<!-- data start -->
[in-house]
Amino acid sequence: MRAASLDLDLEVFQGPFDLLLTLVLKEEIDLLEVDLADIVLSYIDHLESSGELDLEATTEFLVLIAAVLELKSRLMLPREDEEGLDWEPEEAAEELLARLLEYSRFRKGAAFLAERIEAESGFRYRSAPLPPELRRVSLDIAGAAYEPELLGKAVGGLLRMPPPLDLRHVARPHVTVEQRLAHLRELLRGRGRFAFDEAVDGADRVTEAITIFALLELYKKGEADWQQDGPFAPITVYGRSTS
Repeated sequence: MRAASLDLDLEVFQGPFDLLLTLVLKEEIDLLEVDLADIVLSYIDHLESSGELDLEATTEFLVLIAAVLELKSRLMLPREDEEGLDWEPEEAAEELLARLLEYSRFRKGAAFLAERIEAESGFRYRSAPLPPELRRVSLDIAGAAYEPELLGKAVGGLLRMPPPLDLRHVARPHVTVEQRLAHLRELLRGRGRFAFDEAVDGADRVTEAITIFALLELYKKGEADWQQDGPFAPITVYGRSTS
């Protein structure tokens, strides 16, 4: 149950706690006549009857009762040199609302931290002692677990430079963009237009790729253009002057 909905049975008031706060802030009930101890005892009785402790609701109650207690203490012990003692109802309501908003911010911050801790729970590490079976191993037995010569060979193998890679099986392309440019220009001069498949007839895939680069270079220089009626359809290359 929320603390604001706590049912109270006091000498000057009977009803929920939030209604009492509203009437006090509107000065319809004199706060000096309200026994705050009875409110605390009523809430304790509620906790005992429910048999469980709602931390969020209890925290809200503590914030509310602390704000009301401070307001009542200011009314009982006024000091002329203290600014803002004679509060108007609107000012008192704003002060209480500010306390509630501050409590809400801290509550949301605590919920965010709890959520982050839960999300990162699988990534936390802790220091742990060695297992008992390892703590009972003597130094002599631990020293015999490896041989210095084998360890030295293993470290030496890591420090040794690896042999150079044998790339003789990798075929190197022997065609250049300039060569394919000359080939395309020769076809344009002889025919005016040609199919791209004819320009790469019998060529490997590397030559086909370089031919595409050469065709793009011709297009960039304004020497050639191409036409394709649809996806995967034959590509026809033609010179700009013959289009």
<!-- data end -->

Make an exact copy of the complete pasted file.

[in-house]
Amino acid sequence: MRAASLDLDLEVFQGPFDLLLTLVLKEEIDLLEVDLADIVLSYIDHLESSGELDLEATTEFLVLIAAVLELKSRLMLPREDEEGLDWEPEEAAEELLARLLEYSRFRKGAAFLAERIEAESGFRYRSAPLPPELRRVSLDIAGAAYEPELLGKAVGGLLRMPPPLDLRHVARPHVTVEQRLAHLRELLRGRGRFAFDEAVDGADRVTEAITIFALLELYKKGEADWQQDGPFAPITVYGRSTS
Repeated sequence: MRAASLDLDLEVFQGPFDLLLTLVLKEEIDLLEVDLADIVLSYIDHLESSGELDLEATTEFLVLIAAVLELKSRLMLPREDEEGLDWEPEEAAEELLARLLEYSRFRKGAAFLAERIEAESGFRYRSAPLPPELRRVSLDIAGAAYEPELLGKAVGGLLRMPPPLDLRHVARPHVTVEQRLAHLRELLRGRGRFAFDEAVDGADRVTEAITIFALLELYKKGEADWQQDGPFAPITVYGRSTS
């Protein structure tokens, strides 16, 4: 149950706690006549009857009762040199609302931290002692677990430079963009237009790729253009002057 909905049975008031706060802030009930101890005892009785402790609701109650207690203490012990003692109802309501908003911010911050801790729970590490079976191993037995010569060979193998890679099986392309440019220009001069498949007839895939680069270079220089009626359809290359 929320603390604001706590049912109270006091000498000057009977009803929920939030209604009492509203009437006090509107000065319809004199706060000096309200026994705050009875409110605390009523809430304790509620906790005992429910048999469980709602931390969020209890925290809200503590914030509310602390704000009301401070307001009542200011009314009982006024000091002329203290600014803002004679509060108007609107000012008192704003002060209480500010306390509630501050409590809400801290509550949301605590919920965010709890959520982050839960999300990162699988990534936390802790220091742990060695297992008992390892703590009972003597130094002599631990020293015999490896041989210095084998360890030295293993470290030496890591420090040794690896042999150079044998790339003789990798075929190197022997065609250049300039060569394919000359080939395309020769076809344009002889025919005016040609199919791209004819320009790469019998060529490997590397030559086909370089031919595409050469065709793009011709297009960039304004020497050639191409036409394709649809996806995967034959590509026809033609010179700009013959289009």